Nicky Morgan replaced Michael Gove as Education Secretary this month. Photo: Getty
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Getting alongside – not on top of – teachers doesn’t have to be the soft option

The Institute for Government’s new case study on implementing the London Challenge should show new Education Secretary Nicky Morgan how to build an empowering relationship with teachers.

As secretary of state, Michael Gove was a polarising figure. His bold agenda – encompassing mass academisation, free schools, curriculum reform and much else besides – met with strong support in some quarters, but also vocal criticism from parts of the teaching profession.

Although he was reshuffled last week, it is unlikely that the package of reforms already in place will change significantly between now and the general election. Instead, Morgan and returning minister for schools, Nick Gibb, will be looking to continue the implementation of remaining reforms, embed them more firmly in schools – and win over at least some hearts and minds in the teaching profession.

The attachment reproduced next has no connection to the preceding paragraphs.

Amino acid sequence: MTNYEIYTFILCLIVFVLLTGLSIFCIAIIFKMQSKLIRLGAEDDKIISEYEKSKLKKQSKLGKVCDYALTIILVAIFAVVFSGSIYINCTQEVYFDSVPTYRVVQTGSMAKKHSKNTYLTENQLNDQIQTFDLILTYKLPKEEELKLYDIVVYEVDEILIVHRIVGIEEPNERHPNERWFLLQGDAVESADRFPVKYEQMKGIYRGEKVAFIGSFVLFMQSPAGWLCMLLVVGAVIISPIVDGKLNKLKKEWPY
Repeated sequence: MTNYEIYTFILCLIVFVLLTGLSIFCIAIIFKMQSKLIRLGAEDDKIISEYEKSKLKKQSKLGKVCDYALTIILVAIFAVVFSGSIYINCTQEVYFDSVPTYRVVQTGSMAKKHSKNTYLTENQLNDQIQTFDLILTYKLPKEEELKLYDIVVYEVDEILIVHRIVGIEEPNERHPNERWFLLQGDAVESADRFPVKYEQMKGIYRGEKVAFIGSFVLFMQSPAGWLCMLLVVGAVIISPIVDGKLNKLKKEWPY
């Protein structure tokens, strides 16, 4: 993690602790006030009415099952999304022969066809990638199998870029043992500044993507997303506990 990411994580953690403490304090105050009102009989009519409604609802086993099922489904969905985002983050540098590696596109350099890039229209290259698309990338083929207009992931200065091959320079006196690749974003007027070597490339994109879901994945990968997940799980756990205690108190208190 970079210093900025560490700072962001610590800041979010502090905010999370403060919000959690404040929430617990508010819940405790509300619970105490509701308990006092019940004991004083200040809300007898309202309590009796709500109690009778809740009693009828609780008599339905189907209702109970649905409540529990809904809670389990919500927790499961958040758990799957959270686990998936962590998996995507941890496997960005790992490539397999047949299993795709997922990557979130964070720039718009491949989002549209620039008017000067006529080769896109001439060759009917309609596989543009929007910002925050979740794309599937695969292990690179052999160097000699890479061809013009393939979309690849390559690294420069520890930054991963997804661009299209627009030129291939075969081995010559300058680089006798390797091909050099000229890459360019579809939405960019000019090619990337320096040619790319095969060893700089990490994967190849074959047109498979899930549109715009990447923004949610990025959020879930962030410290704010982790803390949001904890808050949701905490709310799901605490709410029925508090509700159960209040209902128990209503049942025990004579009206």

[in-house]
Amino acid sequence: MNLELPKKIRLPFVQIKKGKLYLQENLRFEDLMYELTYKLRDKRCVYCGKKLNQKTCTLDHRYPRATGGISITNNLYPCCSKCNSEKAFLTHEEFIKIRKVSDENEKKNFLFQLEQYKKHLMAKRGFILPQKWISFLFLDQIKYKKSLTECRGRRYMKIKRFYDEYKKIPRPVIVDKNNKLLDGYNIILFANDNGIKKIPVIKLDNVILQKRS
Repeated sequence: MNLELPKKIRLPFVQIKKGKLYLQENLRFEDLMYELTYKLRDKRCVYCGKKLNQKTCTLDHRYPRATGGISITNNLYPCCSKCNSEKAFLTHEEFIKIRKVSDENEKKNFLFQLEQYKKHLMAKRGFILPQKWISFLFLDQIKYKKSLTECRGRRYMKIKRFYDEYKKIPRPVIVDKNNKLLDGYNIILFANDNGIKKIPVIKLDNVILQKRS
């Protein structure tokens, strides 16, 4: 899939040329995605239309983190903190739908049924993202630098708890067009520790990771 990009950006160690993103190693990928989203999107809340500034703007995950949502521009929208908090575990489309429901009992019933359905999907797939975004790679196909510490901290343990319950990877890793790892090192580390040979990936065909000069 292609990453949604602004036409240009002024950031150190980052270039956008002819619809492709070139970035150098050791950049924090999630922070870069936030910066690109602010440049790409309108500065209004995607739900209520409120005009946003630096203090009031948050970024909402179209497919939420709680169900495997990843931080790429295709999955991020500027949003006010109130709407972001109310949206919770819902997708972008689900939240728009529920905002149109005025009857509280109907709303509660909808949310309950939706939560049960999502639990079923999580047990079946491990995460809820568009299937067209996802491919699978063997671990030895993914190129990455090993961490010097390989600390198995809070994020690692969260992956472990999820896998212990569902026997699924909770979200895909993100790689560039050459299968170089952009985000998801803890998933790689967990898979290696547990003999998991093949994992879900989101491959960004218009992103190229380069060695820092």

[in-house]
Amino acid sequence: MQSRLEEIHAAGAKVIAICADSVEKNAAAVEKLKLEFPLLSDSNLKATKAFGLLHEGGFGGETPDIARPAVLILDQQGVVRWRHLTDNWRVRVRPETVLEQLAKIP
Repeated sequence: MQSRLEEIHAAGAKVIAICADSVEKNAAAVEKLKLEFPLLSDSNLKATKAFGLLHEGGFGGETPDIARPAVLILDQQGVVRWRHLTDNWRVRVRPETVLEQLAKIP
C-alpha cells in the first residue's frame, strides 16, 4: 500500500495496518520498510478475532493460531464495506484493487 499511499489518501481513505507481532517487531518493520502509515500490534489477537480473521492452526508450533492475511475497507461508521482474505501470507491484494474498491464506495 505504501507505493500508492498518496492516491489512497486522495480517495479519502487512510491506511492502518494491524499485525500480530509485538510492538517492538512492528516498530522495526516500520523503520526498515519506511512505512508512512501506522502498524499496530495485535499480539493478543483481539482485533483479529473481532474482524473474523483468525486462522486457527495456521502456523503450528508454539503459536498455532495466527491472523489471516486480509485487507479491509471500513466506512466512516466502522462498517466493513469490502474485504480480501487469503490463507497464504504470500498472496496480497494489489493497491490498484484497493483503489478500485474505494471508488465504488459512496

It is on the point of winning hearts and minds that the new DfE team could learn from our case study on the London Challenge, published last week. From 2003 to 2011, ministers and officials worked closely with senior educationalists to establish a headteacher-led programme of school improvement across the capital. During this period, there was a remarkable improvement in school performance and London schools moved from the worst to the best in the country. As with the current reforms, there were many different policies affecting schools during that period, but a recent study has reinforced the importance of London Challenge in that improvement. But what marked out the approach taken by central government to get this policy delivered?